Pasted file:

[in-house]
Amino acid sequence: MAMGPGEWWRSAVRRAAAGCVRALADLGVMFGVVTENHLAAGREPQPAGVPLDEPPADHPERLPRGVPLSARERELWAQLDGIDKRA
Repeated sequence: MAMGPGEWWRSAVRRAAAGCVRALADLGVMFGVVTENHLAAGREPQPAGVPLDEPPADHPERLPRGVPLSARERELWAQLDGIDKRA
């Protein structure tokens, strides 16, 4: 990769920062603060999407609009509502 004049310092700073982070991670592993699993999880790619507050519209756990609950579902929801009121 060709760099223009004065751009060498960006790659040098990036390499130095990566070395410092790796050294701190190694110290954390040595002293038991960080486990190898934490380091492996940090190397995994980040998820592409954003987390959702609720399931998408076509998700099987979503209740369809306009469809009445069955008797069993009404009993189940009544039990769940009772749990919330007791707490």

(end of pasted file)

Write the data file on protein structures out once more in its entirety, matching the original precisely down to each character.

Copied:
[in-house]
Amino acid sequence: MAMGPGEWWRSAVRRAAAGCVRALADLGVMFGVVTENHLAAGREPQPAGVPLDEPPADHPERLPRGVPLSARERELWAQLDGIDKRA
Repeated sequence: MAMGPGEWWRSAVRRAAAGCVRALADLGVMFGVVTENHLAAGREPQPAGVPLDEPPADHPERLPRGVPLSARERELWAQLDGIDKRA
């Protein structure tokens, strides 16, 4: 990769920062603060999407609009509502 004049310092700073982070991670592993699993999880790619507050519209756990609950579902929801009121 060709760099223009004065751009060498960006790659040098990036390499130095990566070395410092790796050294701190190694110290954390040595002293038991960080486990190898934490380091492996940090190397995994980040998820592409954003987390959702609720399931998408076509998700099987979503209740369809306009469809009445069955008797069993009404009993189940009544039990769940009772749990919330007791707490």